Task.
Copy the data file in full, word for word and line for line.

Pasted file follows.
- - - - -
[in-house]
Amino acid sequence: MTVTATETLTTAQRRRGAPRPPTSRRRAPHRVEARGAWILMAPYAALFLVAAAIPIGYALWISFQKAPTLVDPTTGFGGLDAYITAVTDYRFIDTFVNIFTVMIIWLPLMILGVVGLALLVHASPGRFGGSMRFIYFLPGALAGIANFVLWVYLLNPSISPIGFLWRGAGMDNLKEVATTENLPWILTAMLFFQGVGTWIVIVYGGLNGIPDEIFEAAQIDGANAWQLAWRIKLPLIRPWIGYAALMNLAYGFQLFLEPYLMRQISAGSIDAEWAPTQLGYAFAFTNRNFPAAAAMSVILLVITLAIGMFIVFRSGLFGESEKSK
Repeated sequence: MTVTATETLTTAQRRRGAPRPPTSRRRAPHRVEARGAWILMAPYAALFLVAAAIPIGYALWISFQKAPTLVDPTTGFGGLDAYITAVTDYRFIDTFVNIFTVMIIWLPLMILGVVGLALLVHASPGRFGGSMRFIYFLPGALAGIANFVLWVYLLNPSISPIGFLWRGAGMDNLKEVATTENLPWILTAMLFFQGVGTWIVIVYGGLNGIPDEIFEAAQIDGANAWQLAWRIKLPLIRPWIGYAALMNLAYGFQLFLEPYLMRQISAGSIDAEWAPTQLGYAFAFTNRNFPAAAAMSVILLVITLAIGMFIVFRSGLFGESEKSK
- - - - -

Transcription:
[in-house]
Amino acid sequence: MTVTATETLTTAQRRRGAPRPPTSRRRAPHRVEARGAWILMAPYAALFLVAAAIPIGYALWISFQKAPTLVDPTTGFGGLDAYITAVTDYRFIDTFVNIFTVMIIWLPLMILGVVGLALLVHASPGRFGGSMRFIYFLPGALAGIANFVLWVYLLNPSISPIGFLWRGAGMDNLKEVATTENLPWILTAMLFFQGVGTWIVIVYGGLNGIPDEIFEAAQIDGANAWQLAWRIKLPLIRPWIGYAALMNLAYGFQLFLEPYLMRQISAGSIDAEWAPTQLGYAFAFTNRNFPAAAAMSVILLVITLAIGMFIVFRSGLFGESEKSK
Repeated sequence: MTVTATETLTTAQRRRGAPRPPTSRRRAPHRVEARGAWILMAPYAALFLVAAAIPIGYALWISFQKAPTLVDPTTGFGGLDAYITAVTDYRFIDTFVNIFTVMIIWLPLMILGVVGLALLVHASPGRFGGSMRFIYFLPGALAGIANFVLWVYLLNPSISPIGFLWRGAGMDNLKEVATTENLPWILTAMLFFQGVGTWIVIVYGGLNGIPDEIFEAAQIDGANAWQLAWRIKLPLIRPWIGYAALMNLAYGFQLFLEPYLMRQISAGSIDAEWAPTQLGYAFAFTNRNFPAAAAMSVILLVITLAIGMFIVFRSGLFGESEKSK